5. "If You Want to Speak Midwestern, Pretend the Lower Half of Your Jaw Doesn't Exist," Writer Says. Michigan Radio. Published December 5, 2016. Michigan Radio Link.
  6. Allergic Rhinitis: Your Nose Knows. Harvard Medical School: Harvard Health Publishing. Updated May 21, 2018. Harvard Health Publishing Link.
  7. Fisher KV, Swank PR. Estimating Phonation Threshold Pressure. Journal of Speech, Language, and Hearing Research. 1997;40(5):1122-1129. NCBI Link.
  8. Cheung A. Allergic Rhinitis & Asthma. The Royal Children's Hospital Melbourne. RCH Link.
  9. Brook I. Acute Sinusitis. Antimicrobe. Published 2014. Antimicrobe Link.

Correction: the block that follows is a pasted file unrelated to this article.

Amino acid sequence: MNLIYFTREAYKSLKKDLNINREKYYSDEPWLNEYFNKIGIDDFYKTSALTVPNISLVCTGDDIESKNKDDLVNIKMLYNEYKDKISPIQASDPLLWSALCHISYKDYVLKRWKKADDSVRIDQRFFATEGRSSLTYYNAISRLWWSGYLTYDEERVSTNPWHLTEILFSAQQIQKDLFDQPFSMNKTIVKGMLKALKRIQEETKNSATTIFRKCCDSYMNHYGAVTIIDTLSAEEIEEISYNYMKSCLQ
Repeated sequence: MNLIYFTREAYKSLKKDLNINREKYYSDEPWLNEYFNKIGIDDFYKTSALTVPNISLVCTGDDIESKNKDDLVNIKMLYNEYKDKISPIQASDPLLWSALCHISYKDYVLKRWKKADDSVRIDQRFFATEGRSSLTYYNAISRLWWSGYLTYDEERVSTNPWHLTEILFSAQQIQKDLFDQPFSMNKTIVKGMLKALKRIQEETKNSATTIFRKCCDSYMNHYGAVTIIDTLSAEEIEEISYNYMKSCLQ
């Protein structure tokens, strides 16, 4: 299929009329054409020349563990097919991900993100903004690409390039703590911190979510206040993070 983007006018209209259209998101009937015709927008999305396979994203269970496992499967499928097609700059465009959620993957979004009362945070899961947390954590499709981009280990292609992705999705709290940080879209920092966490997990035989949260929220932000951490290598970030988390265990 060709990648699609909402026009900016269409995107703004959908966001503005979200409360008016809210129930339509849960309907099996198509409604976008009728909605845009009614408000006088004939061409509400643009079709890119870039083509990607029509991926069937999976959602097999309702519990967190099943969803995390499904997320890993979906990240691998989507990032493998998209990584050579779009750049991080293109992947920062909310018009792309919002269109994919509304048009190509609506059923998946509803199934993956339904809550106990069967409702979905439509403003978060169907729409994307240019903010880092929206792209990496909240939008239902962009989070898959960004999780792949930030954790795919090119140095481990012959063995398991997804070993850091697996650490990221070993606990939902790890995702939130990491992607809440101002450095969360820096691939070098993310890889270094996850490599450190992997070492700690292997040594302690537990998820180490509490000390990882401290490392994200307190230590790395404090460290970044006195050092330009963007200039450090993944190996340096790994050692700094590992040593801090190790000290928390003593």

10. Knott L. Acute Sinusitis. Published November 21, 2018. Link.
  11. Benninger M. Let's Talk About Voice with Michael Benninger, MD. Cleveland Clinic. Published April 15, 2010. Cleveland Clinic Link.
  12. Pai D. How to Tell if You Have Nasal Polyps. Keck Medicine of USC. Keck Medicine Link.
  13. Pediatric Infant Apnea. Children's National Health System. Children's National Link.
  14. Diabetic Ketoacidosis. Updated June 27, 2017. Link.
  15. Diabetic Hypoglycemia. Mayo Clinic. Published May 10, 2018. Mayo Clinic Link.
  16. Diabetes: Complications. Cleveland Clinic. Updated October 26, 2017. Cleveland Clinic Link.
  17. Vijayabala GS, Annigeri RG, Sudarshan R. Mucormycosis in a Diabetic Ketoacidosis Patient. Asian Pacific Journal of Tropical Biomedicine. 2013;3(10):830-833. NCBI Link.